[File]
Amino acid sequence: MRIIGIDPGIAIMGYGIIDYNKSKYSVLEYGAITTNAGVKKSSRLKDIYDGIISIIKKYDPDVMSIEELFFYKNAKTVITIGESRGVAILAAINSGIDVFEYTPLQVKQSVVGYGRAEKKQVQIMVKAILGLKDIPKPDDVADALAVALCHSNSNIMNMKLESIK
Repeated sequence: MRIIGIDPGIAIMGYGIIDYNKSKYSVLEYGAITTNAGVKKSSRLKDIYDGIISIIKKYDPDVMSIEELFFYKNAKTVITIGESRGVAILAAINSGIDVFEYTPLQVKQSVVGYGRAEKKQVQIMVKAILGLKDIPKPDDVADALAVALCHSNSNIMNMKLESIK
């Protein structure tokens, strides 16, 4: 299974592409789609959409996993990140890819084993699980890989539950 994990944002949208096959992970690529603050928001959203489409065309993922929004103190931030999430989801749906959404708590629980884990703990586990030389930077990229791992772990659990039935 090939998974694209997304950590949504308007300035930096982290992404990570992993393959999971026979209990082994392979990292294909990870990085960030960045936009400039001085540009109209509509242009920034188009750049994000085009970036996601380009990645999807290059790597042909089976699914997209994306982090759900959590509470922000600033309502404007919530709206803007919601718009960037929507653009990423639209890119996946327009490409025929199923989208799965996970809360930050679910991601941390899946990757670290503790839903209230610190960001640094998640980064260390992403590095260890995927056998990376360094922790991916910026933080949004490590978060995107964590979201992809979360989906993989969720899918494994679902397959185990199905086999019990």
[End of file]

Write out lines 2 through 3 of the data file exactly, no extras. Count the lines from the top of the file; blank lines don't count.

Repeated sequence: MRIIGIDPGIAIMGYGIIDYNKSKYSVLEYGAITTNAGVKKSSRLKDIYDGIISIIKKYDPDVMSIEELFFYKNAKTVITIGESRGVAILAAINSGIDVFEYTPLQVKQSVVGYGRAEKKQVQIMVKAILGLKDIPKPDDVADALAVALCHSNSNIMNMKLESIK
């Protein structure tokens, strides 16, 4: 299974592409789609959409996993990140890819084993699980890989539950 994990944002949208096959992970690529603050928001959203489409065309993922929004103190931030999430989801749906959404708590629980884990703990586990030389930077990229791992772990659990039935 090939998974694209997304950590949504308007300035930096982290992404990570992993393959999971026979209990082994392979990292294909990870990085960030960045936009400039001085540009109209509509242009920034188009750049994000085009970036996601380009990645999807290059790597042909089976699914997209994306982090759900959590509470922000600033309502404007919530709206803007919601718009960037929507653009990423639209890119996946327009490409025929199923989208799965996970809360930050679910991601941390899946990757670290503790839903209230610190960001640094998640980064260390992403590095260890995927056998990376360094922790991916910026933080949004490590978060995107964590979201992809979360989906993989969720899918494994679902397959185990199905086999019990």